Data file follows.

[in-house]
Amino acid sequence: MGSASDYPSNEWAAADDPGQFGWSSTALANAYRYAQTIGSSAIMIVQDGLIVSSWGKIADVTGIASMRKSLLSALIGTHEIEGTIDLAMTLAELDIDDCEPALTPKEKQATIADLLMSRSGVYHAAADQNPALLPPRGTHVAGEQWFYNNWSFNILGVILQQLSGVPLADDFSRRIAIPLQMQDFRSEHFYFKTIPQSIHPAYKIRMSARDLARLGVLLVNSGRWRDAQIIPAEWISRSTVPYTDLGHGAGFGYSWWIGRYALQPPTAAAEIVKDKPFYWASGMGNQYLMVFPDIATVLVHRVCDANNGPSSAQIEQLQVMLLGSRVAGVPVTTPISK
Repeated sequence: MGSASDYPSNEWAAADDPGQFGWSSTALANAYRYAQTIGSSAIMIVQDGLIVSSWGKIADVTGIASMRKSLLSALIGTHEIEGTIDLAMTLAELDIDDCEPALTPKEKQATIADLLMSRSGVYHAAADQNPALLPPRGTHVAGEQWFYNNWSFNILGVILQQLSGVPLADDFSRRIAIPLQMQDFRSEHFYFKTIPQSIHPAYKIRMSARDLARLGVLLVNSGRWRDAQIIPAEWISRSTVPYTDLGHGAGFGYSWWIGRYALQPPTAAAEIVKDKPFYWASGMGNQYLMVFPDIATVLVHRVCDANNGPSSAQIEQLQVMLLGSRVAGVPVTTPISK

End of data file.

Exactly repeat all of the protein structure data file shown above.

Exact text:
[in-house]
Amino acid sequence: MGSASDYPSNEWAAADDPGQFGWSSTALANAYRYAQTIGSSAIMIVQDGLIVSSWGKIADVTGIASMRKSLLSALIGTHEIEGTIDLAMTLAELDIDDCEPALTPKEKQATIADLLMSRSGVYHAAADQNPALLPPRGTHVAGEQWFYNNWSFNILGVILQQLSGVPLADDFSRRIAIPLQMQDFRSEHFYFKTIPQSIHPAYKIRMSARDLARLGVLLVNSGRWRDAQIIPAEWISRSTVPYTDLGHGAGFGYSWWIGRYALQPPTAAAEIVKDKPFYWASGMGNQYLMVFPDIATVLVHRVCDANNGPSSAQIEQLQVMLLGSRVAGVPVTTPISK
Repeated sequence: MGSASDYPSNEWAAADDPGQFGWSSTALANAYRYAQTIGSSAIMIVQDGLIVSSWGKIADVTGIASMRKSLLSALIGTHEIEGTIDLAMTLAELDIDDCEPALTPKEKQATIADLLMSRSGVYHAAADQNPALLPPRGTHVAGEQWFYNNWSFNILGVILQQLSGVPLADDFSRRIAIPLQMQDFRSEHFYFKTIPQSIHPAYKIRMSARDLARLGVLLVNSGRWRDAQIIPAEWISRSTVPYTDLGHGAGFGYSWWIGRYALQPPTAAAEIVKDKPFYWASGMGNQYLMVFPDIATVLVHRVCDANNGPSSAQIEQLQVMLLGSRVAGVPVTTPISK